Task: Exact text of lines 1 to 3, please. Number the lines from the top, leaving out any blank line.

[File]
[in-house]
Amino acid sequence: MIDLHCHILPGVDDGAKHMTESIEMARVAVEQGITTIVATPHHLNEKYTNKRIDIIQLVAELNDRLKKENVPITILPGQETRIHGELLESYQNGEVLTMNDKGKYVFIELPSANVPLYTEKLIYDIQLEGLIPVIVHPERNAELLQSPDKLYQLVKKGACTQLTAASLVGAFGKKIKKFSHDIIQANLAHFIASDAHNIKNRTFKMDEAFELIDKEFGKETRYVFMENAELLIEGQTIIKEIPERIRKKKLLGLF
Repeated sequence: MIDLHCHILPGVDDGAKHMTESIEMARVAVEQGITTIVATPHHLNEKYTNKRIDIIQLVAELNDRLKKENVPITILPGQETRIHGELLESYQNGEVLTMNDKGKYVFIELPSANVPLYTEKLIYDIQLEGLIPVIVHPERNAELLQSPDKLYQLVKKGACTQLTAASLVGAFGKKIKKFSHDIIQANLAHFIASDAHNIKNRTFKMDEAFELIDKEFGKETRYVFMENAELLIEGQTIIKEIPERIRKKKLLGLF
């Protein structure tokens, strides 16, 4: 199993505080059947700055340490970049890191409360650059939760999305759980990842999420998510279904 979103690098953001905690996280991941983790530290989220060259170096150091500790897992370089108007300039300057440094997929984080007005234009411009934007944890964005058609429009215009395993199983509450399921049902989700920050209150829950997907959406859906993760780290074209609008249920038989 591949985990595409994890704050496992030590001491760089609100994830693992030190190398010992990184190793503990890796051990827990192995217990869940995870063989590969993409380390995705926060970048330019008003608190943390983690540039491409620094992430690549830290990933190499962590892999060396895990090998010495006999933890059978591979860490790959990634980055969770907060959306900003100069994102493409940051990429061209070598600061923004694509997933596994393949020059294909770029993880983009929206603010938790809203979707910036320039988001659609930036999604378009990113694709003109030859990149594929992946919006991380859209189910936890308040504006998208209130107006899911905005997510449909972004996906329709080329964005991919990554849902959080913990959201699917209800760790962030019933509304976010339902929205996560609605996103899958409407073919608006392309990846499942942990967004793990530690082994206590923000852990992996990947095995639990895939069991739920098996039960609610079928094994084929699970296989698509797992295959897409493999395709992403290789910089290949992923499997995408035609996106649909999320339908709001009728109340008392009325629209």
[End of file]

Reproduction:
[in-house]
Amino acid sequence: MIDLHCHILPGVDDGAKHMTESIEMARVAVEQGITTIVATPHHLNEKYTNKRIDIIQLVAELNDRLKKENVPITILPGQETRIHGELLESYQNGEVLTMNDKGKYVFIELPSANVPLYTEKLIYDIQLEGLIPVIVHPERNAELLQSPDKLYQLVKKGACTQLTAASLVGAFGKKIKKFSHDIIQANLAHFIASDAHNIKNRTFKMDEAFELIDKEFGKETRYVFMENAELLIEGQTIIKEIPERIRKKKLLGLF
Repeated sequence: MIDLHCHILPGVDDGAKHMTESIEMARVAVEQGITTIVATPHHLNEKYTNKRIDIIQLVAELNDRLKKENVPITILPGQETRIHGELLESYQNGEVLTMNDKGKYVFIELPSANVPLYTEKLIYDIQLEGLIPVIVHPERNAELLQSPDKLYQLVKKGACTQLTAASLVGAFGKKIKKFSHDIIQANLAHFIASDAHNIKNRTFKMDEAFELIDKEFGKETRYVFMENAELLIEGQTIIKEIPERIRKKKLLGLF